# Is it correct to subtract two signals acquired over different times and trials to remove the common signal in them?

I have two signals that represent the response of a neuron under two different conditions.

• Signal 1 (S1): response to Stimulus A
• Signal 2 (S2): response to Stimulus A+B

The response to stimulus A is common in both signals but I am interested in the response to stimulus B only. Because the signals are noisy, they have been acquired multiple times. S1 is acquired 60 times and S2 is acquired only 4 times.

Will averaging S1 over these 60 acquisitions and S2 over 4 (Figure 1) and then subtracting the averaged signals (S2_avg - S1_avg) give me a better representation of response to Stimulus B or should both the signals be averaged across equal acquisitions (Figure 2)?

Averaging S1 60 times really smooths the response to Stimulus A but compared to this, response to Stimulus A is not smooth in S2 as it is only averaged 4 times. So in this way, what I understand is by averaging S1 many times might actually be a disadvantage.

Additional info following answers: my underlying assumption is that the neuron behaves like an LTI system. My concern is that averaging S1 many times smoothes it as compared to response to stimulus A in S2. As such, subtracting them would not really remove the common signal in them.

• Whether the approach that you suggest is a good idea is really domain-specific. I don't think anyone can answer authoritatively unless they are an expert on processing the specific types of signals that you're looking at. – Jason R Sep 15 '16 at 16:06
• In addition, note that if the neuron is non-linear, then S2-S1 is not the response to B. – MBaz Sep 15 '16 at 16:38
• Your subtraction might be appropriate if the system is LTI (linear time invariant). However, this is likely false for neurons (which have a very non-linear activation function, and which also can "learn", thus vary, over time). – hotpaw2 Sep 15 '16 at 18:27
• To the valid comments about time invariance and the brain, I would just like to note that this type of averaging is common place in evoked potential research, where consistent signals emerge after averaging. For an example of such a signal, please see the P300 – A_A Sep 16 '16 at 15:56
• The answer probably depends on what you are looking for: a threshold, some frequency content, the total variation, etc. – anderstood Sep 17 '16 at 1:41

Will averaging S1 over these 60 acquisitions and S2 over 4 (Figure 1) and then subtracting the averaged signals (S2_avg - S1_avg) give me a better representation of response to Stimulus B or should both the signals be averaged across equal acquisitions (Figure 2).

Ideally, both signals should be averaged over the same amount of repetitions and the ideal here would be the biggest of the two (60). This is for each individual point estimate to "suffer" from approximately the same (and as low as possible) variance.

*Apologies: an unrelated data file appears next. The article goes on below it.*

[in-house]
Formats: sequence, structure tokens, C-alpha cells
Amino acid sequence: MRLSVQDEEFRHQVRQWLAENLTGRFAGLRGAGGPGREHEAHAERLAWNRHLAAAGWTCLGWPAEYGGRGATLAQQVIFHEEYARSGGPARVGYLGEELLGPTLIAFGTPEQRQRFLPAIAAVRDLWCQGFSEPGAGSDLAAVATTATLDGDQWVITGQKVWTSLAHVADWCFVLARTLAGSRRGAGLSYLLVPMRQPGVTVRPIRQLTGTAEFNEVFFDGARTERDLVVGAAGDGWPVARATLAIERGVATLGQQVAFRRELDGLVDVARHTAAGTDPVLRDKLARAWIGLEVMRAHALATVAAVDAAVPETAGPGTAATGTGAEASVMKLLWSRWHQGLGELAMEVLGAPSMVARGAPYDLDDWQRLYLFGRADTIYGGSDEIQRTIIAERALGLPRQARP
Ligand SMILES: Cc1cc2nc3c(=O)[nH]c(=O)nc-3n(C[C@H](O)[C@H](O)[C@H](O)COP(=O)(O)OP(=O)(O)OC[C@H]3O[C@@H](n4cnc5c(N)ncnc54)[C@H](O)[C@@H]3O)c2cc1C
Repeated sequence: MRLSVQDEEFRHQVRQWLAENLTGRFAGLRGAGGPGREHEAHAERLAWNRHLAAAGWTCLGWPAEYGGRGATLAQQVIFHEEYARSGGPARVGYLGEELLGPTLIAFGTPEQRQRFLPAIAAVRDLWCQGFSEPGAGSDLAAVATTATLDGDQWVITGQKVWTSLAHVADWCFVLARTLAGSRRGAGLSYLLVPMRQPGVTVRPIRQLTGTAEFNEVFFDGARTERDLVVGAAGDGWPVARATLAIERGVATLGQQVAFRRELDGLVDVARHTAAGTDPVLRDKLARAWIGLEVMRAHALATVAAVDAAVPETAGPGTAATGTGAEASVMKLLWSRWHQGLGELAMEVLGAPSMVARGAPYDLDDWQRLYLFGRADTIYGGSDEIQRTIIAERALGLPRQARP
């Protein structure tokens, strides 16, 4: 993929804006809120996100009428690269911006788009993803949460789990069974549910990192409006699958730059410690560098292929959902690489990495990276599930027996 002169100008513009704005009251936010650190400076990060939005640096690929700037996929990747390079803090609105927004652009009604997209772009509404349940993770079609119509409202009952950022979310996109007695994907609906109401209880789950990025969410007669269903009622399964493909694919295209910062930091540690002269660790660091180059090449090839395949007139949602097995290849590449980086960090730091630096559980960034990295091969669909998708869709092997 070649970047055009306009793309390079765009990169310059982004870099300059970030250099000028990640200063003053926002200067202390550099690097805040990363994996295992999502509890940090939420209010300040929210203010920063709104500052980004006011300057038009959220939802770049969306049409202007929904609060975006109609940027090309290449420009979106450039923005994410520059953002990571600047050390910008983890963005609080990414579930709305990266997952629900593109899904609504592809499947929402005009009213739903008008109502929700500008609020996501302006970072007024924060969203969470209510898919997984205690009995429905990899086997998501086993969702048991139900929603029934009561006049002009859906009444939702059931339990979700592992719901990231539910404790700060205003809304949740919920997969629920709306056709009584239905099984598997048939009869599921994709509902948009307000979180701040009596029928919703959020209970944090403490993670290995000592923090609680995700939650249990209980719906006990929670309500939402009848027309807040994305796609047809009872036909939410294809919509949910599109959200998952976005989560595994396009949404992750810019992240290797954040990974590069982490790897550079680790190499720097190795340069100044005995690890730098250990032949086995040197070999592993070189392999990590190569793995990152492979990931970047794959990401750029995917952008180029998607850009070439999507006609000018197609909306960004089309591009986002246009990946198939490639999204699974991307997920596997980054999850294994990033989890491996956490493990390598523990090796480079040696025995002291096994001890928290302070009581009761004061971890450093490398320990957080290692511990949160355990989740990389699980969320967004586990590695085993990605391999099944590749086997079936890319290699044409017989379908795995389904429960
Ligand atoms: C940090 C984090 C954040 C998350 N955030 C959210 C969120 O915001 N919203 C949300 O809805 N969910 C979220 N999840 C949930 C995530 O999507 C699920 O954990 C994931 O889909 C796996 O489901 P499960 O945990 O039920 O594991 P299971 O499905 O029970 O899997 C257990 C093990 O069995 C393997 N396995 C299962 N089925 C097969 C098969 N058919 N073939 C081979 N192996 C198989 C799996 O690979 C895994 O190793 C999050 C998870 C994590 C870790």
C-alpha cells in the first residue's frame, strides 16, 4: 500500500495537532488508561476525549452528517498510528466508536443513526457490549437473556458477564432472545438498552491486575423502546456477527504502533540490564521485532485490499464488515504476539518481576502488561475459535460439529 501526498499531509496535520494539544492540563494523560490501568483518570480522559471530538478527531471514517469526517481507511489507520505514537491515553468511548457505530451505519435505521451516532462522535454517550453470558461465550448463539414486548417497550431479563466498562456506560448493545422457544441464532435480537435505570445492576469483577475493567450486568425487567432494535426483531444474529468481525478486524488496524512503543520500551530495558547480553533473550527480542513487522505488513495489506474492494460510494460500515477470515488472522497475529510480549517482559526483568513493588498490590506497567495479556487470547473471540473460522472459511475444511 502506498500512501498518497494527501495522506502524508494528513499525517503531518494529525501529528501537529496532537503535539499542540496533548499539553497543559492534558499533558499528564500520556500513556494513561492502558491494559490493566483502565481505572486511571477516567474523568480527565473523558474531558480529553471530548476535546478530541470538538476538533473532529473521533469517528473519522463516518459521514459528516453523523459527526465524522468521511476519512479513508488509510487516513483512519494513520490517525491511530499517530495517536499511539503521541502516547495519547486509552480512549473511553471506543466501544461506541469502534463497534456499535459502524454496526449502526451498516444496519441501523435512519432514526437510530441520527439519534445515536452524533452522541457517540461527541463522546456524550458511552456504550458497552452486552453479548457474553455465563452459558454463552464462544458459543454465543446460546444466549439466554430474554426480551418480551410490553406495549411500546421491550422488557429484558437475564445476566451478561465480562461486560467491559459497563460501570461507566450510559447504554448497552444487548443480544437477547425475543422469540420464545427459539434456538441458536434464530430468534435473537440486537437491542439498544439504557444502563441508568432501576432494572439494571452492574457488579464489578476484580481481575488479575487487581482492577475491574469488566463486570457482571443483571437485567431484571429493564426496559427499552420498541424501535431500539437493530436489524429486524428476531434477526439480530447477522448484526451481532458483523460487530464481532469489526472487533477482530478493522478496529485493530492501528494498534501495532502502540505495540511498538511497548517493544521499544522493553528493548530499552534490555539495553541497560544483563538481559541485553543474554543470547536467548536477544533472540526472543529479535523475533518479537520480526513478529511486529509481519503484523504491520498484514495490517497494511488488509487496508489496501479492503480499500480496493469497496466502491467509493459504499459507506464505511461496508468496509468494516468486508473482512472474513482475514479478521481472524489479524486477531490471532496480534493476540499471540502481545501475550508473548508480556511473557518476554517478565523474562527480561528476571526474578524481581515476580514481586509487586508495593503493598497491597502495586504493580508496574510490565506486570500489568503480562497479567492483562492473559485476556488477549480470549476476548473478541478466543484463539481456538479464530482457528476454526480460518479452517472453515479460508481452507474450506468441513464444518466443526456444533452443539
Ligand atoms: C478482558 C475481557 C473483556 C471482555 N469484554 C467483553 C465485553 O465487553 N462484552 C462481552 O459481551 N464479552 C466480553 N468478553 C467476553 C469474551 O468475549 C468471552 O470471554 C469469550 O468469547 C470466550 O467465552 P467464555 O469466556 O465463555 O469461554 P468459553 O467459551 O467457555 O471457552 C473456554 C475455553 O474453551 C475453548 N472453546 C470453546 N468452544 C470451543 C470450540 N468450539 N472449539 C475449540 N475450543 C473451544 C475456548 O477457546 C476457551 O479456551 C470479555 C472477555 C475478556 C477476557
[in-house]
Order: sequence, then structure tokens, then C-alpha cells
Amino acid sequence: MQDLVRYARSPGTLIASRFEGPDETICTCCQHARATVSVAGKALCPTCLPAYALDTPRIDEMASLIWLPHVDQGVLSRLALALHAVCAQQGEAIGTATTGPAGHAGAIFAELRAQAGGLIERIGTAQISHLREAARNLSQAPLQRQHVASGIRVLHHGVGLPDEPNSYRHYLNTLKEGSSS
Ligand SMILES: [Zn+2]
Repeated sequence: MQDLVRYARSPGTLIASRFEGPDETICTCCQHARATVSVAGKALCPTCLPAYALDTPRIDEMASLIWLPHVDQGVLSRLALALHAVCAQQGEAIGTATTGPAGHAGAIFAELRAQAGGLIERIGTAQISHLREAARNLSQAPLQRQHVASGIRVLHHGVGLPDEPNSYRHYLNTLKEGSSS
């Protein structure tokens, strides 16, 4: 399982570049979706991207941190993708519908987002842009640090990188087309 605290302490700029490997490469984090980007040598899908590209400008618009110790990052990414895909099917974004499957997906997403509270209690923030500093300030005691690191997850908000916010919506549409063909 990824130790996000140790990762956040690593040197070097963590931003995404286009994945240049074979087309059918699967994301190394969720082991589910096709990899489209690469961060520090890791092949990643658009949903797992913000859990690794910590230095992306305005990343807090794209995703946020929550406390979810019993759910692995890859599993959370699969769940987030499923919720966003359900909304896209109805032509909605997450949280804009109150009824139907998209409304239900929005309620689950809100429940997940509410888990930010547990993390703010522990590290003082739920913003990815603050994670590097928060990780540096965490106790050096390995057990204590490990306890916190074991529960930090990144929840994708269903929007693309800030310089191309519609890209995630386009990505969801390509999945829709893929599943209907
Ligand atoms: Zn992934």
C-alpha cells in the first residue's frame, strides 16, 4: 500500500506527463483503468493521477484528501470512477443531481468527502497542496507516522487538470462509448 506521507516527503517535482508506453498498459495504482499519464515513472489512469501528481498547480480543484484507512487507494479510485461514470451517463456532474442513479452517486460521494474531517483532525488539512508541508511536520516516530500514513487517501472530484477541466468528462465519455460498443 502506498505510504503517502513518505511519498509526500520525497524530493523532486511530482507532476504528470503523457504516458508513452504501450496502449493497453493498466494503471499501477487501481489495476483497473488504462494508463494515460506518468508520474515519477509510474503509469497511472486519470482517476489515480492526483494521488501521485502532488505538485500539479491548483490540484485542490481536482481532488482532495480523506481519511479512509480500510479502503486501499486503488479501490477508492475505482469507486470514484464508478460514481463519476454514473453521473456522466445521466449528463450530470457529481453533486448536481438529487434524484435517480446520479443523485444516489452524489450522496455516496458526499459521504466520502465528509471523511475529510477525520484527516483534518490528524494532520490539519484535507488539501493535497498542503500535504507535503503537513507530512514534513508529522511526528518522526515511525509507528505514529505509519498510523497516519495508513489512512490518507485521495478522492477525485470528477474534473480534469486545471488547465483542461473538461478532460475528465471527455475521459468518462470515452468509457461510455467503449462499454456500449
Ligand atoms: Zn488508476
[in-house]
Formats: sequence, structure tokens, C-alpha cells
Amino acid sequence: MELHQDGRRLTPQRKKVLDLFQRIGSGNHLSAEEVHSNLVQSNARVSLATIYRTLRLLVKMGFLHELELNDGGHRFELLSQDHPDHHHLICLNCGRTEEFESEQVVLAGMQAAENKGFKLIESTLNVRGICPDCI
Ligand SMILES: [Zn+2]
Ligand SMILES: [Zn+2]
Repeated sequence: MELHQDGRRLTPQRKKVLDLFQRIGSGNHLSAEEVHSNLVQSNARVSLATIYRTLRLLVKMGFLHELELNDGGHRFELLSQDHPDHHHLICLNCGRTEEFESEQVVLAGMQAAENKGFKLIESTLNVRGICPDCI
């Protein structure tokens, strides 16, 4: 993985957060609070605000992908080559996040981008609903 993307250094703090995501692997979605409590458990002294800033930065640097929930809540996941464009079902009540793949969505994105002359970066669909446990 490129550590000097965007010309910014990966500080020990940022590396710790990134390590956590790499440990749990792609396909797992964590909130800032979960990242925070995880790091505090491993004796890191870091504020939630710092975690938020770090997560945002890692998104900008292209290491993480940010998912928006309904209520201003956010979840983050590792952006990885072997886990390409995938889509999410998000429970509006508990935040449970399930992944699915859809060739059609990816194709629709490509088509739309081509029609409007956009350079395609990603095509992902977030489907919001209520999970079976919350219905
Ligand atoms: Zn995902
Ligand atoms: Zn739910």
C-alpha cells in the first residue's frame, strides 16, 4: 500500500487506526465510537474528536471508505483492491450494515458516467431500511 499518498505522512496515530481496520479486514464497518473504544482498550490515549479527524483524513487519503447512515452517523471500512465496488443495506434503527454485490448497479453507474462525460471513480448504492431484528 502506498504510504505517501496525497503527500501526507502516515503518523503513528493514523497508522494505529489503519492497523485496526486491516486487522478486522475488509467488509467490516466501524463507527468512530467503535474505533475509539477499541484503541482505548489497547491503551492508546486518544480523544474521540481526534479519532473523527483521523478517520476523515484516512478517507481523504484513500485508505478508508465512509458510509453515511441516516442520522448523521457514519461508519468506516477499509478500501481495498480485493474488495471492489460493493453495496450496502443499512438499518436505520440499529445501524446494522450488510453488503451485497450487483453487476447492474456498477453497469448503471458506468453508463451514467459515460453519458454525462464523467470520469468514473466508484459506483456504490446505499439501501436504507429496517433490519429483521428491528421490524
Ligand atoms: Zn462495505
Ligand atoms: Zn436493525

Potentially, you might gain some more insight if you were to use bootstraping, where you would be forming point estimates of each time instant of your time series and then examine these smaller subsets (potentially through a boxplot) to try and "guess" what is the most likely time series to be formed, give these two datasets. But the fact that averaging is suggested in the first place anyway, means that an assumption is already made for the time instance differences to be coming from a gaussian distribution.

You can treat this problem as an estimation problem that follows a linear model:

You have the following equations: \begin{align} y_1=h_1+n \\ y_2=h_1+h_2+n \end{align}

where $h_1$, $h_2$ are the unknown answers to A and B and n is a noise variable (supposedly Gaussian, maybe). $y_1$ and $y_2$ are your observations as answers to A and A+B. Then, you have 60 measurements of $y_1$: $\{y_{1,i}\}_{i=1...60}$ and 4 measurements of $y_2$: $\{y_{2,i}\}_{i=1...4}$. You can form a linear model involving all measurements:

$$\begin{pmatrix}y_{1,1}\\\vdots\\y_{1,60}\\y_{2,1}\\\vdots\\y_{2,4}\end{pmatrix}= \begin{pmatrix}I & 0\\ \vdots\\ I & 0\\I&I\\\vdots\\I & I\end{pmatrix}\begin{pmatrix}h_1\\h_2\end{pmatrix}+n\\ Y=Sh+n$$

Here, n is the unknown noise realization among all measurements. Now, the LMMSE estimator for h1,h2 is given by $$\hat{h}=R_hS^H(SR_hS^H+R_n)^{-1}(Y-E(Y)) + E(h).$$

Here, $\hat{h}$ contains estimates of $h_1$ and $h_2$, and $R_h$ contain a-priori knowledge of h. If you have no information, you can let $R_h=I$ of appropriate size. Further, $R_n$ is the noise covariance matrix. Assuming it's Gaussian uncorrelated noise, you can estimate its variance from the 60 measurements of $y_1$. Finally, E(h) is again a-priori knowledge on h, i.e. if you have some idea what values it might have. If not, put E(h)=0. Finally, E(Y)=SE(h).

Then, you have an optimal (under some assumptions, like h is Gaussian) estimate on both h1 and h2.

Complexity-wise, you can resort to the alternate form of the LMMSE estimator. Additionally, use some sparse linear algebra system, as your system matrix is very sparse.